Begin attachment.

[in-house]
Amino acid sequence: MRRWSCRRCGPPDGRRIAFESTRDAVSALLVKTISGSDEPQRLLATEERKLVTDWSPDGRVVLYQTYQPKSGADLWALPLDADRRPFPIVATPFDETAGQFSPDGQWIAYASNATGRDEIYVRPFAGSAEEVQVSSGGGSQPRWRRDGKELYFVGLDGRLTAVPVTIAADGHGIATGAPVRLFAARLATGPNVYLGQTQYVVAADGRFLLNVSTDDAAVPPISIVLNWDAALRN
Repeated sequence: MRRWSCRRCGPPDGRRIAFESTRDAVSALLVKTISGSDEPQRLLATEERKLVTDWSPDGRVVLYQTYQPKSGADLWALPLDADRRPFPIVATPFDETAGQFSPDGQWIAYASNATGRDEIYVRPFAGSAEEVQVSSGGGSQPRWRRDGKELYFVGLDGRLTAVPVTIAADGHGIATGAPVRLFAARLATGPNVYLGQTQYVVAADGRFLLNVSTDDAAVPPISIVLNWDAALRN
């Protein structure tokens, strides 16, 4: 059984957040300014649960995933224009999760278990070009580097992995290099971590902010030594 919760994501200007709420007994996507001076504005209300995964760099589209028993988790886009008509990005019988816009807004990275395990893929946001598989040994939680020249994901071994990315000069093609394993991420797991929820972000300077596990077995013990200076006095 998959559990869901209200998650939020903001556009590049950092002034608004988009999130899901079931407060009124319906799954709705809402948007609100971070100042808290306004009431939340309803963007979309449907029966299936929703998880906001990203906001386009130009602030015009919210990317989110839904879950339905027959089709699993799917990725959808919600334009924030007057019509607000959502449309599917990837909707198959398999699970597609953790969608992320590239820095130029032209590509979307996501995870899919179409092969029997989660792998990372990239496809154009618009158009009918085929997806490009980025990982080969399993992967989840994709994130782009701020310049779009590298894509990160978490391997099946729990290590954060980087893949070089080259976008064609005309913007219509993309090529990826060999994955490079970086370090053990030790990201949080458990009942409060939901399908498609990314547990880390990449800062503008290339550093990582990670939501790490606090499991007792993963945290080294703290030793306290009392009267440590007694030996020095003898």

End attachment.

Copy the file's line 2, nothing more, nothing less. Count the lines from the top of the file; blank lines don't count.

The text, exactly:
Amino acid sequence: MRRWSCRRCGPPDGRRIAFESTRDAVSALLVKTISGSDEPQRLLATEERKLVTDWSPDGRVVLYQTYQPKSGADLWALPLDADRRPFPIVATPFDETAGQFSPDGQWIAYASNATGRDEIYVRPFAGSAEEVQVSSGGGSQPRWRRDGKELYFVGLDGRLTAVPVTIAADGHGIATGAPVRLFAARLATGPNVYLGQTQYVVAADGRFLLNVSTDDAAVPPISIVLNWDAALRN